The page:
I may have mentioned this once or twice, but I write because that’s what I need to do, as opposed to people who force themselves or get paid for it. I can barely stop myself.

        And I’m a very fast, if occasionally inaccurate, typist.

        1. Nick Lidakis

          If you asked me I’d wager you use a IBM model M clicky keyboard; possibly the rare industrial grey version.

          But you didn’t ask. And I don’t wager.

      1. Patrick Maupin

        I refuse to answer that question on the grounds that the more smoked meats Scott gets, the fewer stupid questions of mine he’ll answer. Simple supply and demand, really.

  3. Nick Lidakis

    You coulda just provided a link to your most excellent post on Leprosy. It sure recalibrate my clock for the better. 😉

      1. Nick Lidakis

        How many times a day do you go around Scottsplainin’ that babies come from women’s loins?

        Made me giggle so loud.

          1. Corey

            You know, I’m pretty sure the ABA would say mentioning your kids to make a point is discriminatory against those of us without kids…

            1. SHG Post author

              I don’t think there’s a thing I say that won’t hurt somebody’s feelz. That space on my credenza for the award from the ABA for Coolest Lawyer Ever will never be filled.

            2. Corey

              Probably not. But now I really want to know what the ABA thinks the definition of cool is.

  4. PseudonymousKid

    Dear Papa,

    Hopefully no one who posts comments expects a tummy rub. You have lots of responses that show what to actually expect. That’s part of the fun. Thanks for the hard work.

    Much Love,

  5. kushiro

    OK, so I read this but I don’t understand it at all. Could you please explain what you mean by this post, the events that prompted it, what Twitter is, everything about this Kamala Harris person, and what you mean by “tummy rub”?

    In detail, please.

    Also, if you could work in whether or not you can shout “fire” in a crowded theater, that would be great kthxbye!

  6. Fubar

    You may be entitled to emit sounds from your yap, or type letters into social media platforms, but that’s not an opinion. It’s noise.

    Which is why I instruct all my minions
    To be profligate with their opinions.
    Their noise and confusion
    Expands through diffusion,
    To bring new worlds into my dominions!


    FN 1: Oops! I just revealed my sekrit plan to rule the universe.²

    FN 2: But it’s lunch time, so I’d better go feed myself before I forget.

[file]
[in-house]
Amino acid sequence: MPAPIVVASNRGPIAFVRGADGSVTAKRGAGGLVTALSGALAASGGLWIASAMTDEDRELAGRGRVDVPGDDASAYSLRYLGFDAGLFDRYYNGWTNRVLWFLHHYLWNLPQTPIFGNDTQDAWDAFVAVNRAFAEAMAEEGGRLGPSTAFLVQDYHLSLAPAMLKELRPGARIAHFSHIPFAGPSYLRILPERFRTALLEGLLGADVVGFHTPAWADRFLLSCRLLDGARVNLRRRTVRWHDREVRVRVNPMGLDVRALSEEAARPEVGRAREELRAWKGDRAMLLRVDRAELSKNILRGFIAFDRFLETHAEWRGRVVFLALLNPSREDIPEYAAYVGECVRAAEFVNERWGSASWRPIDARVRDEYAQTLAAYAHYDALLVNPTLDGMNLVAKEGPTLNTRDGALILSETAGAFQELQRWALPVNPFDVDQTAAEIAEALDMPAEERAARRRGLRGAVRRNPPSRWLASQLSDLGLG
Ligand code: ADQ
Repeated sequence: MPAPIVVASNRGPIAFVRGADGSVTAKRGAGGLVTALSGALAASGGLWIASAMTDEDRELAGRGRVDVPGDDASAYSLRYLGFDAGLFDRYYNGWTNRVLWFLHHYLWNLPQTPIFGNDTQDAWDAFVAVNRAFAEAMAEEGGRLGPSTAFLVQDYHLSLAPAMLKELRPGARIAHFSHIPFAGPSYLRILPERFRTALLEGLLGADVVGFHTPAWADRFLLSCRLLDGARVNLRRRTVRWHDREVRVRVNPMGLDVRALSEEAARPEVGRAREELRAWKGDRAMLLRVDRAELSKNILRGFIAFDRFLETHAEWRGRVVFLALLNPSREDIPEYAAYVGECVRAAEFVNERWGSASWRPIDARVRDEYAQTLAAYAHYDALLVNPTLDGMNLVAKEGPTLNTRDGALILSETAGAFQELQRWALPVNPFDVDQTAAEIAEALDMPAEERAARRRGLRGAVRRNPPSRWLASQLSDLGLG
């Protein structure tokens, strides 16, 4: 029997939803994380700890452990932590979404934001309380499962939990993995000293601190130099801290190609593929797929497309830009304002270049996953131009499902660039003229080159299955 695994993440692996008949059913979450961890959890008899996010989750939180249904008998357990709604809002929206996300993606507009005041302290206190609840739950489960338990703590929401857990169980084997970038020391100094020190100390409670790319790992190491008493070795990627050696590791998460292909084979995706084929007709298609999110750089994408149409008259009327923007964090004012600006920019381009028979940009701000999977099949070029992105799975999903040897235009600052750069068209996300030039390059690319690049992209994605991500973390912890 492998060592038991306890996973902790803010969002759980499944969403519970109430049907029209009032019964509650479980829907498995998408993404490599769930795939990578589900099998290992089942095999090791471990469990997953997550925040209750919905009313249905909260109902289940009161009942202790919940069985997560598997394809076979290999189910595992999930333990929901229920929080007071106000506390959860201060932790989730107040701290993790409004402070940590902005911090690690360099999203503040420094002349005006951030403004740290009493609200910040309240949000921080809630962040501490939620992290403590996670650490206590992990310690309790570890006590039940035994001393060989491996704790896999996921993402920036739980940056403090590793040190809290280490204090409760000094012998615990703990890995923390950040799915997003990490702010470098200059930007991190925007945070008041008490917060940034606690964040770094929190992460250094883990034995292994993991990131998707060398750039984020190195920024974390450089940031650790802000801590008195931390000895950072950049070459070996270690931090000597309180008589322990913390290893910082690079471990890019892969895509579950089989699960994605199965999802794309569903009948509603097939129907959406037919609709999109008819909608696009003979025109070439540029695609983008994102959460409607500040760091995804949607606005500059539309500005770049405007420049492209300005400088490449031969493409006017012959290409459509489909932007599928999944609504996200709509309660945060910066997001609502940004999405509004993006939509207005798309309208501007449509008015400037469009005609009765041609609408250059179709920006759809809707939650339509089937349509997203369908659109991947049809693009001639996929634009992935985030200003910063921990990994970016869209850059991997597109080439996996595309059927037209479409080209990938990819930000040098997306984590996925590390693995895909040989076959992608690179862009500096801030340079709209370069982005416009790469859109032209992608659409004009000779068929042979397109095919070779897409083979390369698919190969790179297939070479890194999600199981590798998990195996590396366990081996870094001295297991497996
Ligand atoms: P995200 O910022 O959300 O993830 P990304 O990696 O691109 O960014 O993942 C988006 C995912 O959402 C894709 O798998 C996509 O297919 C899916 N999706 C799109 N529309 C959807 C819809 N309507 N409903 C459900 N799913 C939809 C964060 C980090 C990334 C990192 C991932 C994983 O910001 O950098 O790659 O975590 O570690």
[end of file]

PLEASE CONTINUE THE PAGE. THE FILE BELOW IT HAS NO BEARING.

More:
1. Morgan O.

      I would pay good money (maybe even that silly monochrome scrap you rebels use) for a Best of SJ collection, with each chapter being prefaced by a Fubar limerick.

        1. Morgan O.

          More than is required for a dozen maple-glazed donuts, but less than a rifle-height of beaver pelts?

        2. Derek Ramsey

          Have you ever considered the Patreon model? Yours is one of the premier blogs on the internet, so it would be unsurprising if you brought in a few hundred dollars a month given how loyal and appreciative your readers are.

            1. Derek Ramsey

              It is recurring payments under the umbrella of the patronage (sponsorship) model. People who appreciate and value your work become your patrons. Many of the greatest artists and minds over the centuries have used this approach. It’s not charity and it is not employment. It takes the feelings out of giving you money to produce your craft.

              Unlike traditional donations, it is public sponsorship. The number of patrons you have and the total amount you are paid is public. People can see how much you are worth to others and there is no risk of hoodwinking them into you making $1,000 a month unless they think you are worth it.

            2. Brian Cowles

              I’ll second the Patreon thing. If I had to guess, you could comfortably multiply that $1.25 by 100.

              For what it’s worth, I deeply appreciate the amount of comment moderation you do. As such, I try not to add to it without good reason. I have only found two other blogs where the comments are as well-kept as they are here, and one of those was Fault Lines (obviously).

              (SHG, something’s up with the mobile version of your site today. It won’t show the math problem. Then it won’t show the desktop version unless I’m replying to a comment. No idea why, but I thought you ought to know.)

            3. SHG Post author

              Sorry about the captcha. I keep tweaking it, but the hackers screw it up as fast as I fix it.

              Just tried a few more tweaks. If you could, let me know if this helps.

      1. Patrick Maupin

        Monochrome? Monochrome??!?

        Why, I’ll have you know it has green AND black on the white paper, and that’s even before some of the newer bills that look positively Wizard-of-Ozish in comparison.

  7. Prometheus

    It’s part of your destiny, and there is no escaping it. If you didn’t have random strangers asking you very odd questions here they would be accosting you in public to do it. I would feel your pain but I have enough of my own, thank you.

  8. DanQ

    Random Poster Alert: I read a report today in the WaPo that quoted a study saying that 7% (~16MM) Americans think chocolate milk comes from brown cows. Though I’ve never seen a post here about brown cows and chocolate milk, I read this blog to help me separate the brown from the crap from the chaff. SHG, I *always* check here, especially now, for literate and informed opinions. Thank You.